Thank you, Triathlon

I’m not a big New Years Resolution fan. Instead, I like to choose a word of the year. A mantra, if you will. This year I chose the word “Do.” Because I am business minded but also have a creative mind, I tend to have a lot of ideas and half starts to things but no final products. Whether fear of failure, or judgement, or loss of interest- whatever it was, I had a lot of ideas, not a lot of actual things. So this year was my year to “Do.” I made plans. I started working on an eBook, a Podcast, and my own coaching practice. Things were moving, I was doing.

And then life kicked me in the lady nuts.

If you follow my personal Insta (@annieappy) you’ll know that back in June my husband decided he wanted to leave our marriage. It was a complete surprise and absolutely devastating for me. You ever seen those silly pharmaceutical commercials about depression, where the people are all gray and moving slowly and looking at the rest of the world being all happy but not being able to engage? That was my life. It took a hot minute to find my feet again. Well, actually, it took about 3 weeks to drag myself out of bed and eat a solid meal. You know what forced me there? Triathlon.

I had been training for Ironman 70.3 Santa Rosa, my redemption race, since the previous November. I wanted to have this 70.3 thing done and off my back after almost drowning at Superfrog 2016, so I was putting in the work to have a solid (for me) race. Sure, I was dealing with constant injury, but I’m great at pushing through physical pain. I was 6 weeks out, heading into peak training, feeling like the distances were no big thing and ready to bank that physical stress in my body when divorce-gate went down. And I couldn’t. I just couldn’t. There was nothing in my body to give, no drive, no desire. I had no appetite, no energy, and I burst into tears just brushing my teeth. I slept. I forced myself to drink some chocolate milk. I watched a lot of Netflix. Peak training? Never happened. Not one single session.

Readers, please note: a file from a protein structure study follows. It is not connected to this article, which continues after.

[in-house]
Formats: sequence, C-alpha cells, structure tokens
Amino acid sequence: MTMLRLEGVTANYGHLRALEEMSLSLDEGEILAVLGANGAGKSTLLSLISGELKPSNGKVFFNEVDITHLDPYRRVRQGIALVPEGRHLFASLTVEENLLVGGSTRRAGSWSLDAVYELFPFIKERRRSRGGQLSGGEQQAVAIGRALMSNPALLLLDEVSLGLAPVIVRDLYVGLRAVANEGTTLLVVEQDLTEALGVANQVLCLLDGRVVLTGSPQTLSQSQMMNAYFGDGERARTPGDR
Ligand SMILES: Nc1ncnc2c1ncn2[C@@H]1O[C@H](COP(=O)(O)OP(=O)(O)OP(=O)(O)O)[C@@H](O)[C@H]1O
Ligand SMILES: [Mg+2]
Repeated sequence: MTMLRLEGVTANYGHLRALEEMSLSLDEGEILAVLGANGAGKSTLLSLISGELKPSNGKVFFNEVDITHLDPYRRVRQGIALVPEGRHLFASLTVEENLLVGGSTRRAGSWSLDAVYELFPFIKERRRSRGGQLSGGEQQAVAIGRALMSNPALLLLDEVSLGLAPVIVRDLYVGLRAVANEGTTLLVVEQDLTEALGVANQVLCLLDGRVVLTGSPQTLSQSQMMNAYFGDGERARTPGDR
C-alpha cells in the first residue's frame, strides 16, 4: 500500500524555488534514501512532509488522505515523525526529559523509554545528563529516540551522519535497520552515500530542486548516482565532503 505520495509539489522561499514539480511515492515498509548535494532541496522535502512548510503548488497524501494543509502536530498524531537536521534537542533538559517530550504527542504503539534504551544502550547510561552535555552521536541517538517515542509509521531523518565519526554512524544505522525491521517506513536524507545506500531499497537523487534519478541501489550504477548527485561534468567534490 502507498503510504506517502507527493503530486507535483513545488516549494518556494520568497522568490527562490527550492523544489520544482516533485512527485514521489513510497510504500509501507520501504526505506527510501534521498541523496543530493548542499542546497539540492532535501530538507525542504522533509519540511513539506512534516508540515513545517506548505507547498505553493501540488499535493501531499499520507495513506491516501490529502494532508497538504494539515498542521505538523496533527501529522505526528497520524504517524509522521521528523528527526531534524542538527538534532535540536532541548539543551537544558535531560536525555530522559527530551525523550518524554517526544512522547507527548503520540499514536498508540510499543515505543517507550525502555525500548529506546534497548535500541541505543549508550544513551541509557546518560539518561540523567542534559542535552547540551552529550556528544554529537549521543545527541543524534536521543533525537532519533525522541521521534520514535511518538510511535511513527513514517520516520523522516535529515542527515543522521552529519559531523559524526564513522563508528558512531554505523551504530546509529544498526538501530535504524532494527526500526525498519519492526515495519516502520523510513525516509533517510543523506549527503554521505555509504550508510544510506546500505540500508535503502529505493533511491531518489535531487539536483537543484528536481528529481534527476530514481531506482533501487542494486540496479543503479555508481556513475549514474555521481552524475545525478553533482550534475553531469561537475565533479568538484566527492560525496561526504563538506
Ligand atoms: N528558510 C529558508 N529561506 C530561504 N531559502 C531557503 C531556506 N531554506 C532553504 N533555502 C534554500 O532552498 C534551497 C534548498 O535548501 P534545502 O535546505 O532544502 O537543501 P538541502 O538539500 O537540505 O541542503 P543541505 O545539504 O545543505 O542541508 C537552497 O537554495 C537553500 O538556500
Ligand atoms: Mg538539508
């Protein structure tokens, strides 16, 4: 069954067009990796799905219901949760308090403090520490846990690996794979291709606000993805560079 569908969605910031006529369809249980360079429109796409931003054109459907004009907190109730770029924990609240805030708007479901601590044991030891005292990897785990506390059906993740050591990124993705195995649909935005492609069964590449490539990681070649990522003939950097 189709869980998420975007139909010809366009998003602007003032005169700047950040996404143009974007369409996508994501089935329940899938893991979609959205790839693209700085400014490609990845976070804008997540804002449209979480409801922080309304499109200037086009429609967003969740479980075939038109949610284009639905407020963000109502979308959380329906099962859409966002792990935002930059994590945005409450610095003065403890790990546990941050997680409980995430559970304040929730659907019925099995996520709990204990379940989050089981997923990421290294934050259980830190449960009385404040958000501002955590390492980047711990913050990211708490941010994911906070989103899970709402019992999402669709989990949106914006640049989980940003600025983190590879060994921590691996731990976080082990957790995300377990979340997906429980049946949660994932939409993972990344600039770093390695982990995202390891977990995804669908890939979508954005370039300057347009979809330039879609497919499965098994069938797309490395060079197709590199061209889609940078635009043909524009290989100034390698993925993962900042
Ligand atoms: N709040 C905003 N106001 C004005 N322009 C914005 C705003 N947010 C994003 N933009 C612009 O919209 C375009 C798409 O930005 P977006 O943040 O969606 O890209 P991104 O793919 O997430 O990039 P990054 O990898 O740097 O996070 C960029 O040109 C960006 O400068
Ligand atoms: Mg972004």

So Santa Rosa was looming along with the romantic road trip through California I had planned for after the race. My mother, bless her, immediately and without prompting volunteered to be my drive buddy and Sherpa. Now, hard truth time here- the thought of taking my romantic road trip with my mother instead of my husband because my husband abandoned me was enough to send me into another wave of wailing and despair. I felt LAME, y’all. But mothers, in their innate wisdom, know when and how to step up when their baby is hurting. (Thank you mom.)

I cancelled the romantic bed and breakfast. I cancelled the two-night stay at the Grand Yosemite. But I refused to cancel or shorten my reservation for Santa Rosa. I was going to go to that race I had trained so hard for. I was going to drink beer at Russian River Brewing Company. I was going to swim bike and run my heart out. I was going to see my Betty sisters and drink all the wine I could get my hands on the next day. I halfheartedly finished up the last 3 weeks of training and reset my expectations. This was not going to be pretty, but it was going to get done.